Feeding the soul, as well as the body, has inspired the Out of the Kitchen exhibit at Red Deer’s downtown public library.
Local artists Susan Barker and Issy Covey have jointly created paintings and pottery that uncover the beauty of ordinary kitchen items — from the bowls we eat from, to the silvered reflections on teapots, and the juxtaposition of colourful ingredients.
Their artistic display at the Kiwanis Gallery, run by the Red Deer Arts Council, is a testament to the artists’ 30-year friendship and habit of turning their kitchens into studio spaces for their art.
As well as sharing cups of coffee and conversation in their cooking areas, Covey and Barker say they have brainstormed by their kitchen sinks.
One of these sessions sparked the idea for an exhibit inspired by food and artwork: “The visual effect and the consumption.”
Barker, who’s created watercolour paintings of sugar bowls and rhubarb, wine bottles and coffee cups, likes to paint in the heart of her home.
“I love the fact I can be preparing food or doing any other chores around my house and stop by and paint a few strokes.”
As a gardener who grows her own food, Barker is familiar with making preserves — and has delicately rendered the requisite bag of sugar and mason jars in her artwork.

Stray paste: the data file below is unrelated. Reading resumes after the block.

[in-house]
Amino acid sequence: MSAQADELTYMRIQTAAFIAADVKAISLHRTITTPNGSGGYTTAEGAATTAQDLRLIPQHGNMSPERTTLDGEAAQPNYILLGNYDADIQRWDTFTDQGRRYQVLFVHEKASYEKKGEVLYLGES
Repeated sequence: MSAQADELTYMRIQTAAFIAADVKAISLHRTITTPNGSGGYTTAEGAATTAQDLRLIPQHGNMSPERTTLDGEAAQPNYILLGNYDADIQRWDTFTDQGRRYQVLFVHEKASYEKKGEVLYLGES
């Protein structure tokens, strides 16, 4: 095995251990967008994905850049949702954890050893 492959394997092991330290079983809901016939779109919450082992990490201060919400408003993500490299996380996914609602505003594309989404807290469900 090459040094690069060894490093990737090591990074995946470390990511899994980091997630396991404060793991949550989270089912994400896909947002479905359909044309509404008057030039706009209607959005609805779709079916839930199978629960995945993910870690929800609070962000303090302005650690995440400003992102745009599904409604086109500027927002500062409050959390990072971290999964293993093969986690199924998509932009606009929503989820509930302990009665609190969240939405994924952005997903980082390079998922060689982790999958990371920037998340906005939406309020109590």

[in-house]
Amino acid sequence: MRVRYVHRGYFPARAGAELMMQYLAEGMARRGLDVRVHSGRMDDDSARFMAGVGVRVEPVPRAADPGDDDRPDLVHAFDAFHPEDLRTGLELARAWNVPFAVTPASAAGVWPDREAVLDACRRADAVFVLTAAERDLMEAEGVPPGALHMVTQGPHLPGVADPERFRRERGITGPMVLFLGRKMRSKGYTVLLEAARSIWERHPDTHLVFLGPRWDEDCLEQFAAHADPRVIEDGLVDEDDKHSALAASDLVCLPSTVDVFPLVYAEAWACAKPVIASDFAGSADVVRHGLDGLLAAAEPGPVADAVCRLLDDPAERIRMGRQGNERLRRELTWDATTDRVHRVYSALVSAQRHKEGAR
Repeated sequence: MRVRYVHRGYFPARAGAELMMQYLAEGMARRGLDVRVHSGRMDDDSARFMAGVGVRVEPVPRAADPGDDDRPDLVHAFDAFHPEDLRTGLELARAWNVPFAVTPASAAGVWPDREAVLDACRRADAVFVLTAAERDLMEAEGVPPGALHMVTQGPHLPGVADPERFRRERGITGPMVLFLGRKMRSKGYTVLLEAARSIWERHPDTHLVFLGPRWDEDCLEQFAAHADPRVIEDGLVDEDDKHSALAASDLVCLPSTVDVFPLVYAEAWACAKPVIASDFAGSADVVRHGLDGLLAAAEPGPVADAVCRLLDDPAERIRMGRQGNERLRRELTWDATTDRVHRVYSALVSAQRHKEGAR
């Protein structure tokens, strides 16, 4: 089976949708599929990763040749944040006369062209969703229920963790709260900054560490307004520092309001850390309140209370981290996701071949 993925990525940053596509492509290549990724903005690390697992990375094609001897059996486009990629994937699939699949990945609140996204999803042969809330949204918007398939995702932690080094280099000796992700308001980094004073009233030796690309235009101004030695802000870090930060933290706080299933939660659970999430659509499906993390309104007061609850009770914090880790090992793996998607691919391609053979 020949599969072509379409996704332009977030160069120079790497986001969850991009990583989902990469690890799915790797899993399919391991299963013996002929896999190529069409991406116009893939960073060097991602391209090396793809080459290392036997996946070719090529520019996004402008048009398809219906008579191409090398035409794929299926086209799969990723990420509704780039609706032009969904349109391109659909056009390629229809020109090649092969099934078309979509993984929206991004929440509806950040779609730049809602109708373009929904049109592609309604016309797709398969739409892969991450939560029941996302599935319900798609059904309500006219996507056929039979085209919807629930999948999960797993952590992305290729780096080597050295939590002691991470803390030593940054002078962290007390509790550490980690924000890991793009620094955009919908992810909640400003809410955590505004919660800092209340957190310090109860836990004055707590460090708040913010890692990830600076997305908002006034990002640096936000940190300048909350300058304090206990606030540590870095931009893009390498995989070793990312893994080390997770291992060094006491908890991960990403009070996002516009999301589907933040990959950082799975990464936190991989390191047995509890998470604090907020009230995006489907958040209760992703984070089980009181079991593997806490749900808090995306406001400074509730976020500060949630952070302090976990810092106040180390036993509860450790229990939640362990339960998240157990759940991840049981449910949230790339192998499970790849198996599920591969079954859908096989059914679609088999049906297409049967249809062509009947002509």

The award-winning artist, whose works have appeared in many juried shows, said “One of the most beautiful things is a cutting board of fresh tomatoes” — or jars of fruit preserves lined up on the counter, “with light shining through them, like stained glass windows.”
Covey, who has an art degree from Gray’s School of Art in her native Scotland, has been in Canada for 40 years, working as a graphic artist before discovering her ceramics skills at the Red Deer Pottery Club (she joined at Barker’s urging.)
Covey enjoys hand building pieces in a “twisted way,” explaining that she always starts with an idea in mind and it invariably “falls apart” as the forces of gravity, heat and unpredictable glazing take their effect.
“A twist here, a fold there and an unfinished edge — and the clay has taken its own shape. The original idea is long gone and the mind has been overruled” by her hands, she said — or perhaps a subliminal muse.
Covey admitted the idea of making functional pieces for this show was initially daunting, since her works leans towards the free-style and abstract. But she buckled down and built bowls and cooking utensils that share an original, hand-wrought aesthetic as well as a usable purpose.
Her drawing and painting skills were melded into Covey’s ceramic process in the creation of an unfettered salad bowl that’s boldly imprinted with a red tomato and lettuce design.
The two artists hope to help viewers appreciate the beauty in their own kitchens: “It seemed right to celebrate it,” said Barker.
The show continues to Dec. 22. There’s a First Friday opening reception with the artists on Dec. 6 from 5:30 to 7:30 p.m.